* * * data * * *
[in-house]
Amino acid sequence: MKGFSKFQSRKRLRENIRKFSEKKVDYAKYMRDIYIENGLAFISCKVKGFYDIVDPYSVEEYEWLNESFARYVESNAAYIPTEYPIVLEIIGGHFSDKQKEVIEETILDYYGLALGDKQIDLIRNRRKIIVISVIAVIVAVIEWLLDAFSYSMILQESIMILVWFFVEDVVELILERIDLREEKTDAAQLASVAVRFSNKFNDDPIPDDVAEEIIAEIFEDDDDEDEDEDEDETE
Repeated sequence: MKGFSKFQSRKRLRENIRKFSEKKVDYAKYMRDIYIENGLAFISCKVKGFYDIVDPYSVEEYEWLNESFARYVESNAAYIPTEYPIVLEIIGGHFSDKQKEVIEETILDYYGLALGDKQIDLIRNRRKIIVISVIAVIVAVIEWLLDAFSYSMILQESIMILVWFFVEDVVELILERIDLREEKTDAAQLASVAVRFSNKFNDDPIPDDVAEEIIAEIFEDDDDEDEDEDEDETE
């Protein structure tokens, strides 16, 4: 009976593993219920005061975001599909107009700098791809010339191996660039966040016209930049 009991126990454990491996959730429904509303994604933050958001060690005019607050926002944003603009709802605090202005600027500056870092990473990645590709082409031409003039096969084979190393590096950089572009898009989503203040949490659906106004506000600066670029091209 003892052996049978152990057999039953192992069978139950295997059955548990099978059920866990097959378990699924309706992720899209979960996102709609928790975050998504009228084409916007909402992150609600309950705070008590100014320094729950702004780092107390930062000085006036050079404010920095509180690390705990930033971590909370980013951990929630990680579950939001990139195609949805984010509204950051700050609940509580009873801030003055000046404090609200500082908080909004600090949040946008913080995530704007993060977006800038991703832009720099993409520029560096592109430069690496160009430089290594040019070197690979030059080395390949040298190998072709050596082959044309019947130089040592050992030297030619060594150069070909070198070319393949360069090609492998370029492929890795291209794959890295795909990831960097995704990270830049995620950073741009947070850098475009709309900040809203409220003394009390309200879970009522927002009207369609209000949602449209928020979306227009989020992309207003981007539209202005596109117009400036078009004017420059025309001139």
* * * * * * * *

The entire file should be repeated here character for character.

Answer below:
[in-house]
Amino acid sequence: MKGFSKFQSRKRLRENIRKFSEKKVDYAKYMRDIYIENGLAFISCKVKGFYDIVDPYSVEEYEWLNESFARYVESNAAYIPTEYPIVLEIIGGHFSDKQKEVIEETILDYYGLALGDKQIDLIRNRRKIIVISVIAVIVAVIEWLLDAFSYSMILQESIMILVWFFVEDVVELILERIDLREEKTDAAQLASVAVRFSNKFNDDPIPDDVAEEIIAEIFEDDDDEDEDEDEDETE
Repeated sequence: MKGFSKFQSRKRLRENIRKFSEKKVDYAKYMRDIYIENGLAFISCKVKGFYDIVDPYSVEEYEWLNESFARYVESNAAYIPTEYPIVLEIIGGHFSDKQKEVIEETILDYYGLALGDKQIDLIRNRRKIIVISVIAVIVAVIEWLLDAFSYSMILQESIMILVWFFVEDVVELILERIDLREEKTDAAQLASVAVRFSNKFNDDPIPDDVAEEIIAEIFEDDDDEDEDEDEDETE
């Protein structure tokens, strides 16, 4: 009976593993219920005061975001599909107009700098791809010339191996660039966040016209930049 009991126990454990491996959730429904509303994604933050958001060690005019607050926002944003603009709802605090202005600027500056870092990473990645590709082409031409003039096969084979190393590096950089572009898009989503203040949490659906106004506000600066670029091209 003892052996049978152990057999039953192992069978139950295997059955548990099978059920866990097959378990699924309706992720899209979960996102709609928790975050998504009228084409916007909402992150609600309950705070008590100014320094729950702004780092107390930062000085006036050079404010920095509180690390705990930033971590909370980013951990929630990680579950939001990139195609949805984010509204950051700050609940509580009873801030003055000046404090609200500082908080909004600090949040946008913080995530704007993060977006800038991703832009720099993409520029560096592109430069690496160009430089290594040019070197690979030059080395390949040298190998072709050596082959044309019947130089040592050992030297030619060594150069070909070198070319393949360069090609492998370029492929890795291209794959890295795909990831960097995704990270830049995620950073741009947070850098475009709309900040809203409220003394009390309200879970009522927002009207369609209000949602449209928020979306227009989020992309207003981007539209202005596109117009400036078009004017420059025309001139």